Building advisory relationships with farmers to foster innovation
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|ESEE paper - Gorman Grogan and Heanue (2019) - Building advisory relationships with farmers to foster innovation.pdf||174.93 kB||Adobe PDF||Download|
|Title:||Building advisory relationships with farmers to foster innovation||Authors:||Gorman, Monica
|Permanent link:||http://hdl.handle.net/10197/10779||Date:||21-Jun-2019||Online since:||2019-06-10T14:05:21Z||Abstract:||Increasing attention is being given to evaluating the impact of advisory services in terms of their effectiveness in providing farmers with knowledge and networks for innovation as well as understanding the factors that influence this effectiveness (Prager et al, 2017). The demand and uptake of advisory services is one factor and Klerkx et al (2017) comment on the variation in farmers’ demand and the influences of variables such as farm size, asset status and education as well as stability or turbulence in the regulatory environment. Some research has started to look at the quality of the service provided by advisors and debates in the literature have paid some attention to the new skills and profiles to be developed by agricultural advisors (Faure et al, 2012) including the importance of credibility and relational trust in the advisor - farmer relationship (Sutherland et al, 2013). Despite general agreement on the importance of social expertise, there are still wide differences in the conceptual understanding of the advisory relationship and how trust and confidence work to provide opportunities for information acquisition and knowledge exchange. Ingram (2008) has shown that farmers can be proactive or reactive in their relationship with advisors and how this relationship may be steered by either party or be more equal. The relationship between advisors and the farmers with whom they work is often one of the most influential in the transfer of knowledge and learning (Kuehne et al., 2015) yet it remains something of an enigma, often more art than science. Despite the diversity in public and private advisory service providers, there is increasing attention being given to the professional formation and continuing professional development of extension professionals (Gorman, 2018). The ProAKIS project called for the introduction and development of certification and accreditation schemes with could establish or strengthen the profession of agricultural advisor with curricula that include methodological emphasis as well as technical know-how. CECRA (European Certificate for Consultants in Rural Areas) is an example of an accreditation scheme for advisors that is focusing on such communication and methodological competencies.||Type of material:||Conference Publication||Keywords:||Trust; Farmer Advisor relationships; Farm innovation; Knowledge exchange||Other versions:||https://www.reterurale.it/esee2019||Language:||en||Status of Item:||Not peer reviewed||Conference Details:||European Seminar of Extension and Education, Acireale, Sicily, Italy, 18-21 June, 2019|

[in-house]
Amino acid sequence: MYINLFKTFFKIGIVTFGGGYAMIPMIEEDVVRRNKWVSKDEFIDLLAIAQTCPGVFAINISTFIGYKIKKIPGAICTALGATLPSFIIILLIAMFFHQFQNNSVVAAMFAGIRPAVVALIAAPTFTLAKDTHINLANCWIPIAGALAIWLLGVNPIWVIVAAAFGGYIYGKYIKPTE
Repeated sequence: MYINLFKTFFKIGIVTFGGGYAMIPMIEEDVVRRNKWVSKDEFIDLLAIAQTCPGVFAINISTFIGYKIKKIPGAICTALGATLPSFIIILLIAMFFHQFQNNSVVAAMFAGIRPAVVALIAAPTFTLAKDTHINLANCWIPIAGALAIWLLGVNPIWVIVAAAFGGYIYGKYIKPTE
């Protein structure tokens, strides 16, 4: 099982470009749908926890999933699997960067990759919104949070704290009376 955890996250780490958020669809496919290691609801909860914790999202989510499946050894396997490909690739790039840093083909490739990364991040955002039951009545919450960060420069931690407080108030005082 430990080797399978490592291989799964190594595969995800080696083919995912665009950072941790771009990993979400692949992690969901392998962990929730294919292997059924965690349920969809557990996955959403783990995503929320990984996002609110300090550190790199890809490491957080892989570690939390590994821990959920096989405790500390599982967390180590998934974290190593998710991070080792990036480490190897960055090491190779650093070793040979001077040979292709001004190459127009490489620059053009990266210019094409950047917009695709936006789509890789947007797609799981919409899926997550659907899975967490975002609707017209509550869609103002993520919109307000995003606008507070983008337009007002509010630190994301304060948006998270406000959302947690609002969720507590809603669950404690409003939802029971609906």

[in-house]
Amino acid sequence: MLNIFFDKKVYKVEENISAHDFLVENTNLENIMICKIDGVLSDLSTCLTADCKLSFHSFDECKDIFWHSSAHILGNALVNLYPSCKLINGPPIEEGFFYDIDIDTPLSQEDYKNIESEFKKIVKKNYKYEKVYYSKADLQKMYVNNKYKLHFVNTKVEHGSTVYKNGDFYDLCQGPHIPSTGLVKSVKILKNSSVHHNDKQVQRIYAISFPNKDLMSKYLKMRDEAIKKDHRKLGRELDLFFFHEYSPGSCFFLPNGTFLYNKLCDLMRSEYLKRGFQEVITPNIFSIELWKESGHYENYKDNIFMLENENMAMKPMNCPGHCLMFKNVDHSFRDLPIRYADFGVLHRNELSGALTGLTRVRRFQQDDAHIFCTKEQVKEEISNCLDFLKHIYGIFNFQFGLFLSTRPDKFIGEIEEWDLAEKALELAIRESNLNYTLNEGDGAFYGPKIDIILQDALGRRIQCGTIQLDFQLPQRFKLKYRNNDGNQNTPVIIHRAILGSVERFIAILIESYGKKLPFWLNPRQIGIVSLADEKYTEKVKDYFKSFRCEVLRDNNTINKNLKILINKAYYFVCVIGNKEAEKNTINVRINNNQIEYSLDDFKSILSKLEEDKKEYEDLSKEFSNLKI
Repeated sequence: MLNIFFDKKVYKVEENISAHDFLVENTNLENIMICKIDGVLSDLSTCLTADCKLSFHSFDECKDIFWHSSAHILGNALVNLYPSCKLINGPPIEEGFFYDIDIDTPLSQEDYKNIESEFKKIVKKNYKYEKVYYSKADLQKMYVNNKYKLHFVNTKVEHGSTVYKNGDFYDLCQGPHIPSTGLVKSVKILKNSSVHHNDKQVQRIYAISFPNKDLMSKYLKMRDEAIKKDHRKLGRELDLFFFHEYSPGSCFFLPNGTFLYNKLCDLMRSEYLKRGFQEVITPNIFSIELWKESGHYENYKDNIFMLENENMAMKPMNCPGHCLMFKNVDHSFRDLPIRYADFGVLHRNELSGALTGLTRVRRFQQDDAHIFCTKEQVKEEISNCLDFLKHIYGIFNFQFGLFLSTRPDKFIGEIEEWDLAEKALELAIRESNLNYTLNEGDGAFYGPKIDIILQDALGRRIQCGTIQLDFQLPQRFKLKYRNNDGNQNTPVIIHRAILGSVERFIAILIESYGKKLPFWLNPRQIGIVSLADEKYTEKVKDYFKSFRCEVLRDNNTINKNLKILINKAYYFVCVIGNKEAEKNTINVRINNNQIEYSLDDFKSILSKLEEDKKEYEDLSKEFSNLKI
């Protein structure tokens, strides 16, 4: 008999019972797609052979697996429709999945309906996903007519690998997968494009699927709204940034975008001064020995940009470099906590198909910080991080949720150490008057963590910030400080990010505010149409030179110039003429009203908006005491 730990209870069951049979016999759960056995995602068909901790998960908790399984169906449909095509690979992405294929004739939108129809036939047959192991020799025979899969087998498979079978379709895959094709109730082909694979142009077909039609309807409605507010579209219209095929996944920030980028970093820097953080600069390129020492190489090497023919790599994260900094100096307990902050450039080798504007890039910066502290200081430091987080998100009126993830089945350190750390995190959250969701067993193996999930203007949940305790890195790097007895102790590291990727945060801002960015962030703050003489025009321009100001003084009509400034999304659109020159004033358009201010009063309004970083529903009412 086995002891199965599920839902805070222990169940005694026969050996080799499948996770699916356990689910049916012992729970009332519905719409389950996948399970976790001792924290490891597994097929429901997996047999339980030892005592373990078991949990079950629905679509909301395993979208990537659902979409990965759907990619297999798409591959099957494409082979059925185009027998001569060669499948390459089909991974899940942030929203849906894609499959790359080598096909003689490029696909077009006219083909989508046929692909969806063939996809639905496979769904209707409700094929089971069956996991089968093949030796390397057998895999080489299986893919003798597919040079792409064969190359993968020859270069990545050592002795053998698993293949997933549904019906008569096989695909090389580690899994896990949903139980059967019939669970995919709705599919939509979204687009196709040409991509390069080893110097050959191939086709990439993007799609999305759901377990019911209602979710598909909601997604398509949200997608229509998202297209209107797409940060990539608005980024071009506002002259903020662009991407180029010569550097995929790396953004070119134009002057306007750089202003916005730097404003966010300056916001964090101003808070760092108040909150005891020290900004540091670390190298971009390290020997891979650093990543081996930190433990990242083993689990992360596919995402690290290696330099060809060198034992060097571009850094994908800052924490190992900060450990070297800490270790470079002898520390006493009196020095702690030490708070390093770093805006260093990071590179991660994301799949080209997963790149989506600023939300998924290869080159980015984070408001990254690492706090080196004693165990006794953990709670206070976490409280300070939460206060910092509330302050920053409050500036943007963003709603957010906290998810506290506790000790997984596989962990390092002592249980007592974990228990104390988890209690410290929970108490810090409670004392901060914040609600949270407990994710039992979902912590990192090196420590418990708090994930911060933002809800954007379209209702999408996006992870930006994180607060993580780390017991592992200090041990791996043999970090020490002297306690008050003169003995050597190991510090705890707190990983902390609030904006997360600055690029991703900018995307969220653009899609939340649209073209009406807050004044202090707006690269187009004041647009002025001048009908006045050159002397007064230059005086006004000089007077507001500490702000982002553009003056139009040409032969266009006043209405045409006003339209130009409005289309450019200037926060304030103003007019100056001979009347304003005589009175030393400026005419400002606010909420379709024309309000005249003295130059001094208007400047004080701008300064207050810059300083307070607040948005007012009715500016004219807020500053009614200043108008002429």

|Appears in Collections:||Agriculture and Food Science Research Collection|
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